There are many other examples in both the Agricola and the Germania that I could quote however; that would serve no purpose. In conclusion this translation of the Agricola reminds me of why I admire and respect the writers of antiquity. Perhaps the reason that the ancients are no longer esteemed isn't because they are no longer relevant to our age but because of the miserable quality of recent translations.
21 of 23 people found the following review helpful
HASH(0xa0cf03f0) out of 5 stars Agricola and Germania Oct. 7 2000
By Bob Dial - Published on Amazon.com
Format: Paperback
This book contains a pair of early works by the great Roman historian Tacitus. Agricola is an homage to the historian's father-in-law, a Roman governor in Britain during the 1st century A.D. Germania describes the German people and their culture during the same period.
The author's admiration for his late father-in-law is manifest in Agricola. Sometimes his admiration comes across as tender, sometimes as fawning. Tacitus writes near the crest of Roman world-domination (Americans take note). He frequently adopts the tone of a tourist in a third-world country -- sometimes looking down his nose at local customs, sometimes in fascination at a primitive culture that compares favorably to a Roman empire suffering decay and corruption. He is a loyal Roman and an educated man. As such, he can glorify Rome and, in the same breath, criticize Rome's tyranny and empathize with the empire's victims. Tacitus lends an eloquent voice to Rome's enemies and those facing enslavement. The speech (probably apocryphal) of Caledonian warlord Calgacus before the climactic battle of the Graupian mountain may be the best section of either book. Backed up to the northern tip of modern Scotland, Calgacus tries to rally his men before battle. "Now there is no people beyond us," he says, "nothing but tides and rocks and, more deadly than these, the Romans ... They have pillaged the world ... They plunder, they butcher, they ravage, and call it by the lying name of empire. They make a desert and call it peace."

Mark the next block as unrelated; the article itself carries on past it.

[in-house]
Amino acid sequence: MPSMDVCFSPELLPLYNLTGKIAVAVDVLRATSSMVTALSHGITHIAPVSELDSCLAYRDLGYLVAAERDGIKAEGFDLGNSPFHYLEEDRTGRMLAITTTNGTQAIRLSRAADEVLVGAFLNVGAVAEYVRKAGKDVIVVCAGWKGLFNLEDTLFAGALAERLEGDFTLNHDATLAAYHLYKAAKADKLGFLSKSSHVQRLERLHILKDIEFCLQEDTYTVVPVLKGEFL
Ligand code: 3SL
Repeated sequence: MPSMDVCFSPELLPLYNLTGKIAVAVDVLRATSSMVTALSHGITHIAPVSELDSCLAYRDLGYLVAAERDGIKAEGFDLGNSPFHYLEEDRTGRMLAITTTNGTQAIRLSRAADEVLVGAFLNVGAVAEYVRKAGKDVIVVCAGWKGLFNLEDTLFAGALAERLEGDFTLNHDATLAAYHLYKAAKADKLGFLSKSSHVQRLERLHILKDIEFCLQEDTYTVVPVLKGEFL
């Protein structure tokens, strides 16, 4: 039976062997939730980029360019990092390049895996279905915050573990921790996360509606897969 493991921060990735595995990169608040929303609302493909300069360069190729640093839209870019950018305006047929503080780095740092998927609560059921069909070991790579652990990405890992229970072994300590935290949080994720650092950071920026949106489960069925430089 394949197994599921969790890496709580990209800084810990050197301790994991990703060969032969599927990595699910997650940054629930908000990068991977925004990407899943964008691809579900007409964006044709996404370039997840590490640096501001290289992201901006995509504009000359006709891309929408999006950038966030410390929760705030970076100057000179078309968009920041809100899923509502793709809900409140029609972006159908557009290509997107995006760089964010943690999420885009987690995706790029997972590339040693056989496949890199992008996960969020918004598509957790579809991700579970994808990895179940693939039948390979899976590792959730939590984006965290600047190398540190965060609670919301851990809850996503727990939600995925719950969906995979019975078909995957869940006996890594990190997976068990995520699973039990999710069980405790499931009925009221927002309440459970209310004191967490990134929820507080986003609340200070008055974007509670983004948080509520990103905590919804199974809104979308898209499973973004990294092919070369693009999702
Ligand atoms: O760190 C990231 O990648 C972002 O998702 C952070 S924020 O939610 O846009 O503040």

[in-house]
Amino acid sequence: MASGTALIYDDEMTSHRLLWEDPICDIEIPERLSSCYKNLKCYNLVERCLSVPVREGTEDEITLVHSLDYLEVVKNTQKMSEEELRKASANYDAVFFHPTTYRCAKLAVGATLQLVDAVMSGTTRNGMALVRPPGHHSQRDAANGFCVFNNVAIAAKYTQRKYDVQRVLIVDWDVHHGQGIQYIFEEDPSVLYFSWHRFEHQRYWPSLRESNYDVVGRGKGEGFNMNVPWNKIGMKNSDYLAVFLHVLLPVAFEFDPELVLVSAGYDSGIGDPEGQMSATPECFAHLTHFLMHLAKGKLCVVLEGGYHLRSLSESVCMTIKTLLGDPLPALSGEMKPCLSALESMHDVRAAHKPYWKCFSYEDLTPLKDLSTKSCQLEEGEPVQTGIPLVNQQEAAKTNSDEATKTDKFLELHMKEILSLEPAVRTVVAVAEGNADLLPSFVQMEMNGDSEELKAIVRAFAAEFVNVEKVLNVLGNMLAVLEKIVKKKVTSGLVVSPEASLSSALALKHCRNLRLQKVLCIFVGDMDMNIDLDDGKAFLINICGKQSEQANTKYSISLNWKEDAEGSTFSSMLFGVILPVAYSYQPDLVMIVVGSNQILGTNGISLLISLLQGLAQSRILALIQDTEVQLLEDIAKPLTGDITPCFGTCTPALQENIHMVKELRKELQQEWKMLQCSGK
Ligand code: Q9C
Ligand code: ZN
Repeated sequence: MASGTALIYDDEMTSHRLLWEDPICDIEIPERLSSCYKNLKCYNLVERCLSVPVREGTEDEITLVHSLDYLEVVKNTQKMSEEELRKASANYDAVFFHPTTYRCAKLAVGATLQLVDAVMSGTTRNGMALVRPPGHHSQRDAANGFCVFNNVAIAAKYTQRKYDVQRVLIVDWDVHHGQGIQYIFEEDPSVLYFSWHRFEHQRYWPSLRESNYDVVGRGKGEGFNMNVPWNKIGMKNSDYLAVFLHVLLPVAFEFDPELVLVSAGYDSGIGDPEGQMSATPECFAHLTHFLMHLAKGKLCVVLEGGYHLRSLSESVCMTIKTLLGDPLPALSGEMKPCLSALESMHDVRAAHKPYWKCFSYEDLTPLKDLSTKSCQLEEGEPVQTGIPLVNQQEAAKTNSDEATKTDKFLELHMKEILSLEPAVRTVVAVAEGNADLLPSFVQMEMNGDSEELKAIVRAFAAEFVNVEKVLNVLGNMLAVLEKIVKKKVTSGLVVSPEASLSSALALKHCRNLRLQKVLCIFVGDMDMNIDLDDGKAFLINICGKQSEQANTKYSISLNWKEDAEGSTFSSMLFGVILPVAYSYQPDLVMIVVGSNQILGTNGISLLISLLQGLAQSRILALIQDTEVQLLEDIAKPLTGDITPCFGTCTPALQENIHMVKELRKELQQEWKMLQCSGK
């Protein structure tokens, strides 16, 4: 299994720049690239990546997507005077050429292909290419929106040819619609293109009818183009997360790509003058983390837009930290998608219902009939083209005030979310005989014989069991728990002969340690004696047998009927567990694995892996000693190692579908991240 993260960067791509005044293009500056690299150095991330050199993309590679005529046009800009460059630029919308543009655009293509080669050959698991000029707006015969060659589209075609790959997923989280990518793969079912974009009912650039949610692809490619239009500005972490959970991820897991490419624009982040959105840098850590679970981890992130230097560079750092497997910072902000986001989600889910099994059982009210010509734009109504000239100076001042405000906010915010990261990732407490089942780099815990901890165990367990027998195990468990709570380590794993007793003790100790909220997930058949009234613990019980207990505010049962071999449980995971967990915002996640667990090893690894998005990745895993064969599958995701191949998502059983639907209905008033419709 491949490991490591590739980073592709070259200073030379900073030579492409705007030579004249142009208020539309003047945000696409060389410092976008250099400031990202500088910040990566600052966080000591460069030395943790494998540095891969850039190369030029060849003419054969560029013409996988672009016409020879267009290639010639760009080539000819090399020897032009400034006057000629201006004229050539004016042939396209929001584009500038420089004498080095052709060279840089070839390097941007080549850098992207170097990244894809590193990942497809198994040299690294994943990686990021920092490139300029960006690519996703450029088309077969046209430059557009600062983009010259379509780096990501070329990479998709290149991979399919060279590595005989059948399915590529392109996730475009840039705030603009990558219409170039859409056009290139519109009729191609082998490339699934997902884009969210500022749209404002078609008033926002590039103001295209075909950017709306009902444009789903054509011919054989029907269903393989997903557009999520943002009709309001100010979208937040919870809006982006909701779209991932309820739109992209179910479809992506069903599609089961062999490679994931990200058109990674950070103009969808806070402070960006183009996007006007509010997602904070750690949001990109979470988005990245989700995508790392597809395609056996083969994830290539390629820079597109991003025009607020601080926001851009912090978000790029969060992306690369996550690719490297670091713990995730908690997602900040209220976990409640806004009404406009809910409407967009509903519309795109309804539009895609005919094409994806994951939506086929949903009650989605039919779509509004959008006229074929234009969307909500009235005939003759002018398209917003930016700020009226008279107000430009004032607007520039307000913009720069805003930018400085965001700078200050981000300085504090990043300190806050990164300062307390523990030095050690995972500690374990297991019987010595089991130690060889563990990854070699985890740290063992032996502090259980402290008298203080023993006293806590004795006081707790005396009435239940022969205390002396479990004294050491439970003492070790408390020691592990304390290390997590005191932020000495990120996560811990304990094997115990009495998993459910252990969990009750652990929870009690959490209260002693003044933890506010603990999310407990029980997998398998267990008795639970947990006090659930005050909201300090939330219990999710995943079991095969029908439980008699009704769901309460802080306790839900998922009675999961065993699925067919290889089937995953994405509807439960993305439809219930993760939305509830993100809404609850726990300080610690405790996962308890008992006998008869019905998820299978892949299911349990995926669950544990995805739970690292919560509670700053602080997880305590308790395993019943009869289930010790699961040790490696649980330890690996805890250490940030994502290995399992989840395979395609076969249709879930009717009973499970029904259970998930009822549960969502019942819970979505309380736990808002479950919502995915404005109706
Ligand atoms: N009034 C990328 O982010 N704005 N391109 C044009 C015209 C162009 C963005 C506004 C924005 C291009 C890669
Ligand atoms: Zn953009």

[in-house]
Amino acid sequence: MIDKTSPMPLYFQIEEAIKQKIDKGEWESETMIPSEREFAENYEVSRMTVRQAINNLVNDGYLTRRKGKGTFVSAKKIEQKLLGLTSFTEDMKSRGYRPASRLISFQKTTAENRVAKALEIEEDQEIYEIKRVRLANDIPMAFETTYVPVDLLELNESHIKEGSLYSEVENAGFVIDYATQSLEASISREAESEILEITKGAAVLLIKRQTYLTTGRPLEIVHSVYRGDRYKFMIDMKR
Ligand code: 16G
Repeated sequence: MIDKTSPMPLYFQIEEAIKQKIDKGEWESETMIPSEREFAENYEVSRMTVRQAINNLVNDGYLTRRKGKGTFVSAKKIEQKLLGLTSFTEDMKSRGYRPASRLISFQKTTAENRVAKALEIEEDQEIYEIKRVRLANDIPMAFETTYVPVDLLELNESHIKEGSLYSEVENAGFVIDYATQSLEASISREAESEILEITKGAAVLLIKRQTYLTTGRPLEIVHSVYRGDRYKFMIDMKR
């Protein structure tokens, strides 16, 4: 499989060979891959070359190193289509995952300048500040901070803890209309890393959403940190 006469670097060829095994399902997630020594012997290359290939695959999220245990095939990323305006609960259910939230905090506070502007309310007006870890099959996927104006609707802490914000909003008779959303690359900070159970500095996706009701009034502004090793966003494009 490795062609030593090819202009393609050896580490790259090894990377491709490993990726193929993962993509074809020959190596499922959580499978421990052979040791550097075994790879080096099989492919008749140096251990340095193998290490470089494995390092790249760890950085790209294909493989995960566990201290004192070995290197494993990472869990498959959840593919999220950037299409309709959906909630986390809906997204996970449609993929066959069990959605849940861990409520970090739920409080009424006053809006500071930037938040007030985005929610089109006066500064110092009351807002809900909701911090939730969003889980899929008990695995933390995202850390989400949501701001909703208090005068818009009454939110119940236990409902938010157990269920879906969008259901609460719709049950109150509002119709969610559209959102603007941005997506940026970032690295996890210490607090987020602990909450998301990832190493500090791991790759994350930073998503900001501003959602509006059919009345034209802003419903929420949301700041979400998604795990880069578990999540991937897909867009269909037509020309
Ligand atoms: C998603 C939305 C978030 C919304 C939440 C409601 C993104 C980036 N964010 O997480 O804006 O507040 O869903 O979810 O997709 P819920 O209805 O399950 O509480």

Tacitus has no personal connection to any person in the second book, Germania. His writing is more sterile here, but he provides a captivating description that seems part based on observation and part on rumor.
Tacitus is a pithy writer, given to understatement and the wry aside. The translator does a tremendous job of carrying these qualities across in English. Important books both, Agricola and Germania provide some of our only glimpses of the early ancestors of the English people, the Anglo-Saxons and the Britons.